FLNA plays a major intermediary role in this pathway. It interacts with more than 45 functionally diverse proteins including nuclear proteins and serves as a scaffold in a number of signaling networks.40,41  Studies had previously shown that Akt activation induces FLNA cleavage to generate a 90-kDa C-terminal product.29  These data suggested to us that TIF-90 might interact directly with FLNA. We therefore determined that FLNA interacts with TIF-90 through its C-terminal domain and that the expression of TIF-90 reverses the inhibition of rRNA synthesis that results from FLNA cleavage, while depletion of endogenous FLNA enhances the TIF-90–Pol I interaction. These results support 2 additional pathways involving TIF-90 that regulate rRNA synthesis: one in which FLNA-C suppresses rRNA synthesis when TIF-90 expression is limiting and a second pathway through which activated Akt increases rRNA synthesis by both increasing TIF-90 levels and inhibiting the cleavage of FLNA to FLNA-C (Figure 7D). This conclusion is borne out in both in vitro experiments in cell lines and in vivo correlative observations on primary AML cells (Figure 6A). TIF-90, and not TIF-FL, is thus the key intermediate in this pathway.

AML is associated with poor long-term survival, and new therapeutic approaches are urgently needed. The activation of the PI3K/Akt pathway is relatively common in AML leukemic cells and is associated with a poorer outcome.5,6  Recent research has shown that the compound AZD8055, an inhibitor of both Akt and mTORC1, may have more efficacy in inhibiting the growth of leukemic cells in vitro and in vivo than the mTORC1-specific inhibitor rapamycin and its analogs.42-45  AZD8055 decreases cell proliferation and cell cycle progression and induces autophagy, resulting in a significant decrease of AML cell survival without affecting the fate of normal CD34+ hematopoietic progenitors. Treatment with AZD8055 also markedly represses the growth of AML xenografts in mouse models at well-tolerated doses.43  We now show that AZD8055 inhibits the effect of activated Akt by inducing the cleavage of FLNA, thereby repressing rRNA synthesis in AML cells. Consistent with its inhibition of activated Akt, AZD8055 also significantly decreases AML cell proliferation and colony formation. These results, together with our previous findings, provide a comprehensive overview of the mechanisms by which activated Akt directly enhances rRNA synthesis (Figure 7D). These mechanisms provide support for the direct targeting of Akt as a therapeutic strategy in AML.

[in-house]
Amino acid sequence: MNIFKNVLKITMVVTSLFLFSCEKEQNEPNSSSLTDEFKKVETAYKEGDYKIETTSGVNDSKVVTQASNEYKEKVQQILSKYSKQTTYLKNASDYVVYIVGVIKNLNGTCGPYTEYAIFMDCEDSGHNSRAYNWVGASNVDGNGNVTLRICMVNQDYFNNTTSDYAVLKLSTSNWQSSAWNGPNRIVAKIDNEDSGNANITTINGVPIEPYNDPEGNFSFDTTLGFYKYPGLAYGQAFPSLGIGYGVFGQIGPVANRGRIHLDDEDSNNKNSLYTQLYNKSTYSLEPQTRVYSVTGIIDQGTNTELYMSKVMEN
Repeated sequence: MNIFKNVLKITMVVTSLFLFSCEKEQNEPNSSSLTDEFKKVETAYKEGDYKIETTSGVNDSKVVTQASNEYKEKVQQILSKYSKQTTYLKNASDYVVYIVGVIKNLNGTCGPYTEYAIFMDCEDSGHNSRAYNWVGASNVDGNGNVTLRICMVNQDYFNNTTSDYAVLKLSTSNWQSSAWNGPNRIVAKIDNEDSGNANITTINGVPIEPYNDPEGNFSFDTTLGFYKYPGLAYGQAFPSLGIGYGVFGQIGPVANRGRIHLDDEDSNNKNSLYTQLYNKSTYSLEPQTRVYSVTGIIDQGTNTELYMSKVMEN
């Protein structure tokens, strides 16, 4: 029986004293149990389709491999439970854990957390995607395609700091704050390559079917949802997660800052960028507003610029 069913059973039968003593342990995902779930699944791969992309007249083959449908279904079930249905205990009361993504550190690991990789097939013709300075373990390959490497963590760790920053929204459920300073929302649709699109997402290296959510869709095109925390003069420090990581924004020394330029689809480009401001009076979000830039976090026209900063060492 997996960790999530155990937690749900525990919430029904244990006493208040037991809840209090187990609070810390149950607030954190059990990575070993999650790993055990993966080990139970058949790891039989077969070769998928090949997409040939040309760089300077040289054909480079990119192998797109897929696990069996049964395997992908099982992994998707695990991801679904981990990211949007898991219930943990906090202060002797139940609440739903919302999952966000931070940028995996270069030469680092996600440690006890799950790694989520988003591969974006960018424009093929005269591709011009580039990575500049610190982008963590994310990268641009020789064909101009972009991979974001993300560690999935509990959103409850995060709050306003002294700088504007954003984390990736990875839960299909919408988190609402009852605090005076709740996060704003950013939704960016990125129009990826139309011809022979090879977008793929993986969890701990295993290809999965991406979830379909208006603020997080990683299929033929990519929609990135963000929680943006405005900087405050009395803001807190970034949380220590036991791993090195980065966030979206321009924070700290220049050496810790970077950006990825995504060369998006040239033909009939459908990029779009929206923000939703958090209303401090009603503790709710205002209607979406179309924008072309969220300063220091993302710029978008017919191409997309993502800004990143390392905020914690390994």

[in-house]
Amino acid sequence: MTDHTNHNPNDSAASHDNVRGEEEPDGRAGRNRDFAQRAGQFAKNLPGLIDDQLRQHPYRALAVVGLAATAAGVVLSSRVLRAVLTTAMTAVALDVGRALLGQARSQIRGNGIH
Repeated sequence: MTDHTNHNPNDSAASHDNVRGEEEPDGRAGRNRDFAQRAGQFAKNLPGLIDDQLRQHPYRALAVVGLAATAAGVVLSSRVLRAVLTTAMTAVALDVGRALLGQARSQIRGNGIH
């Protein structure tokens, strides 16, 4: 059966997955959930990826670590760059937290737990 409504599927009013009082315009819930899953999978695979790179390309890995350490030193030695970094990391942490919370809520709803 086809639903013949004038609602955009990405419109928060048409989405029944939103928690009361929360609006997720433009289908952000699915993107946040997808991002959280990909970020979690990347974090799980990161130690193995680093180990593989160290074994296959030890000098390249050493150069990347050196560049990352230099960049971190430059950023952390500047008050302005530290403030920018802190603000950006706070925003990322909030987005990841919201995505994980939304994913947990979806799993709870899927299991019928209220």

The online version of this article contains a data supplement.

There is an Inside Blood Commentary on this article in this issue.

The publication costs of this article were defrayed in part by page charge payment. Therefore, and solely to indicate this fact, this article is hereby marked “advertisement” in accordance with 18 USC section 1734.

The authors thank Dr Fumihiko Nakamura for FLNA constructs.

This work was supported by a translational research grant and by a SCOR award from the Leukemia and Lymphoma Society.

Contribution: L.X.T.N. and B.S.M. designed the research; L.X.T.N., S.M.C., T.D.N., and A.R. performed the research; L.X.T.N., K.K.K., R.M., and B.S.M. analyzed the data; and L.X.T.N. and B.S.M. wrote the manuscript.

Conflict-of-interest disclosure: The authors declare no competing financial interests.

Correspondence: Beverly S. Mitchell, Lorry Lokey Building, 265 Campus Dr, Suite G2167, Stanford, CA 94305-5456; e-mail: [email protected].